Michael Cloni, senior vice-president of innovation, Panavision and Light Iron, elaborates: “Digital image capture has taken a new evolutionary step with the recent deployment of large-format motion picture sensors. Until now, shooting large-format motion was typically reserved for a few specialty film projects, and came with a number of physical and financial challenges.
“But with the new large-format digital sensors deployed by ARRI, Red, and Sony, large format is about to become a common format with a wider reach, which is going to open up a new world of opportunities for cinematographers to create images that, in many cases, weren’t even possible until now.”
In this transition to produce large-format images, one of the challenges is to increase the resolution of a sensor, says Cloni. “With increased resolution, there is concern about the impact of the sharpness, contrast and the clarity of an image that could deter from the intended large-format look.”
To allow cinematographers to increase their creative control over the imaging chain, Panavision has launched the Millennium DXL 8K camera. Developed through a collaboration between three companies, the Millennium DXL brings together large-format optics and modular accessories from Panavision, an 8K sensor from Red, and colour science and optimised workflow from Light Iron, Panavision’s post workflow company.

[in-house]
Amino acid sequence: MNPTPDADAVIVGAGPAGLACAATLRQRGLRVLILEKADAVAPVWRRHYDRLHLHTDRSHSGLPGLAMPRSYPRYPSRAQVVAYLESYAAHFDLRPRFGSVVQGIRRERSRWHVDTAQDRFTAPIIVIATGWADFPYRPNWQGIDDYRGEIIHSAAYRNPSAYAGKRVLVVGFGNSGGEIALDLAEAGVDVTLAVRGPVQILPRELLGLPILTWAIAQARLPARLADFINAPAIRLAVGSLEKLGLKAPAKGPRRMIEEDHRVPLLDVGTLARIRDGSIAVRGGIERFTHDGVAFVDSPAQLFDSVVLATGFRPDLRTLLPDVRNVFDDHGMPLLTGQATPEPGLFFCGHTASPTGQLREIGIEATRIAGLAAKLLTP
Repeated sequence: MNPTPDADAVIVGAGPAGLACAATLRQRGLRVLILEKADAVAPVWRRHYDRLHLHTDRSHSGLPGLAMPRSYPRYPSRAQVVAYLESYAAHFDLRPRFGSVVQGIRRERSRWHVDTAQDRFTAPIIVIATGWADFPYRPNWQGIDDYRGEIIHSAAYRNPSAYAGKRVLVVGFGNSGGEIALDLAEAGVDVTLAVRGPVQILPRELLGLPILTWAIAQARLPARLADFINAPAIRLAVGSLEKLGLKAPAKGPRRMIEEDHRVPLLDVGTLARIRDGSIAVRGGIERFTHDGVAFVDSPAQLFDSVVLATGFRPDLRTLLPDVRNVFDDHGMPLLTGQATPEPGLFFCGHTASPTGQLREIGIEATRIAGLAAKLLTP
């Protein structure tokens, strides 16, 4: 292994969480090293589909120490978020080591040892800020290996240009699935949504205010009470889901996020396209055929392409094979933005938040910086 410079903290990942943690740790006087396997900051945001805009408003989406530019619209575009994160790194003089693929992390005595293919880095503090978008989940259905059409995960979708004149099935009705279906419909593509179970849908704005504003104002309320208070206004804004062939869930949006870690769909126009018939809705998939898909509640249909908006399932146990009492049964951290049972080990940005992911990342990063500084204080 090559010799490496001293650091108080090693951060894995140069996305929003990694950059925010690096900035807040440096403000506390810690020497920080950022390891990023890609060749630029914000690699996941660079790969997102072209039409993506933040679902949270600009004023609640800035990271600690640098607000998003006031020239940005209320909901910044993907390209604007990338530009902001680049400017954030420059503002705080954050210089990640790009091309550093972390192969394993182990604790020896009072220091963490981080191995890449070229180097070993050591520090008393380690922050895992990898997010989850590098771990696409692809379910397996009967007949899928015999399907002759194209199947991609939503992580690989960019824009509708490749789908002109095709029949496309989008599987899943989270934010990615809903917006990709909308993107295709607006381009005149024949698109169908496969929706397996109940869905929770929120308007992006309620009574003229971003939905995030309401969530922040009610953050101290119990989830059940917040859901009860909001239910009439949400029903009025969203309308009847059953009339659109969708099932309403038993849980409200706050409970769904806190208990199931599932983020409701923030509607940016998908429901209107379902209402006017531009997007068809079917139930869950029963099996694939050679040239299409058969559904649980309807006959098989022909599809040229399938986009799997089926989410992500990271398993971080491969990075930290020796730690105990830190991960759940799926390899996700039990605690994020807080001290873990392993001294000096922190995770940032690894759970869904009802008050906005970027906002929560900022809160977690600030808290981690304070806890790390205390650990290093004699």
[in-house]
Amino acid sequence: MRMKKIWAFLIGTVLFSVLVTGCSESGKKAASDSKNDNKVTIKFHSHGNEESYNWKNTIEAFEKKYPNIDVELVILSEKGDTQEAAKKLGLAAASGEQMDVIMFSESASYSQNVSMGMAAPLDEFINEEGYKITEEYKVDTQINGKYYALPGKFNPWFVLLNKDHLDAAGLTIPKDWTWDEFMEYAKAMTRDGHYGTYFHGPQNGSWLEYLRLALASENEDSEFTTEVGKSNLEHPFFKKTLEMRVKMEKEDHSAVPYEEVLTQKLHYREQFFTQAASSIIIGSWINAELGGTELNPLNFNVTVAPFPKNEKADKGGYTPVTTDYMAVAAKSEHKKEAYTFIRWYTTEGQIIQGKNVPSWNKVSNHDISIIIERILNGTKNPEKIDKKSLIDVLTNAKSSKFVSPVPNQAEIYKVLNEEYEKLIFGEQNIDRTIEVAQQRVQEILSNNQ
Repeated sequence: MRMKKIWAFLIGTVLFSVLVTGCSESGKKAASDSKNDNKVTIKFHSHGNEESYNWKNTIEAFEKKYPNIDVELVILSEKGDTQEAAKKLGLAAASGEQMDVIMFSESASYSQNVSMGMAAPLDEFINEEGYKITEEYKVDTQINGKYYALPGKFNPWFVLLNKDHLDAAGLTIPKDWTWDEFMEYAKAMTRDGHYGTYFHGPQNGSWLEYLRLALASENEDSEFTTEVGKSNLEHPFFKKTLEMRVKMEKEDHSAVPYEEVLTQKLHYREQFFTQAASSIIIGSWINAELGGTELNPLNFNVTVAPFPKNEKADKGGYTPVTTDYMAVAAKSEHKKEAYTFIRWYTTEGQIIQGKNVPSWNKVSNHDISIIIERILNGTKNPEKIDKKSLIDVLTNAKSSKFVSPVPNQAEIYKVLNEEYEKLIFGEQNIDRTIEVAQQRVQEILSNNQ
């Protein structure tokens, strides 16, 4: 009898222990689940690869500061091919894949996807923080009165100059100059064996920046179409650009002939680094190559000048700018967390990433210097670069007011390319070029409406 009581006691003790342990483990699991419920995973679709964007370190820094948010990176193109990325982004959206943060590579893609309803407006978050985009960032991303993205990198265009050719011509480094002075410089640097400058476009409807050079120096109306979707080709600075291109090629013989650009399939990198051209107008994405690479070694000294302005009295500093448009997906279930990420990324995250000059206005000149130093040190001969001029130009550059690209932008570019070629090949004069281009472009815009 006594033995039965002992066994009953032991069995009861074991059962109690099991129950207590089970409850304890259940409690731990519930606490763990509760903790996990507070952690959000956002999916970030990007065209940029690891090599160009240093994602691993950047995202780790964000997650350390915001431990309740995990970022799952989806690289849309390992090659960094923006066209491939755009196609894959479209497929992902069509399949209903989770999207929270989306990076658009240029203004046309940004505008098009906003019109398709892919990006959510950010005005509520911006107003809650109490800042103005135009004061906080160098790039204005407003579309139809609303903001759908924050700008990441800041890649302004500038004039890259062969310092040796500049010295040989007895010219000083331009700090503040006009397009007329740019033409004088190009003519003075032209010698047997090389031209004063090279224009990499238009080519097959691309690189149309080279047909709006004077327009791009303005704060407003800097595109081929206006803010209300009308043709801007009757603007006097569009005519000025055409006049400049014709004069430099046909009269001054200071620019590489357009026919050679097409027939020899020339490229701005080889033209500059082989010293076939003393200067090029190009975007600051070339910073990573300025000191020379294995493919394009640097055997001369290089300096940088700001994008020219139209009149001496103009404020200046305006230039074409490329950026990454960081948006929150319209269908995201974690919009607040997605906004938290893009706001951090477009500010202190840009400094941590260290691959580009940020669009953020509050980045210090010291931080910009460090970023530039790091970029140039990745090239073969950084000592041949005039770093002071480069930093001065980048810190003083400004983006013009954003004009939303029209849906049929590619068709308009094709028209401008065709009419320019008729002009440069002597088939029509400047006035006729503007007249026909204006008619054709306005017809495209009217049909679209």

With optics, camera and colour working together as an integrated camera system, the Millennium DXL is able to capture 8K images using the REDCode RAW codec, a visually lossless compression algorithm.
In addition, the camera is able to capture 2K proxy files in the form of Apple ProRes for Avid DNx, which enables a 2K workflow that every production is more acclimated to. With the proxy file engaged, 8K files can be saved for the finish while the 2K files can be used during post, thereby reducing the cost, time, and complexity associated with 8K.
“In all, a better story is often crafted through more creative control. The best technologies should not only serve the creative process, but elevate it in ways that were not previously available,” Cloni concludes.
When it comes to shooting overhead or steady motion video shots, the use of camera cranes has become a reliable choice for many filmmakers. However, the advent of drones has brought forth new possibilities to aerial photography, making the crane-style shot more accessible to video productions of all sizes.
One company who is specialised in utilising drones in aerial filmmaking is Skynamic. Founded in 2012 by Gabriel Manz and Julian Glöckner, the German company has been involved with projects such as Berlin Station, an American drama series, and a TVC shooting for German bank, Commerzbank.
Glöckner says: “Drones are tools directors of photography (DoPs) use for telling stories in a different way, with technology that was not available a few years ago. The drone can be a crane, a dolly in the air. This is a new method to combine several tools in one, while saving time and costs.”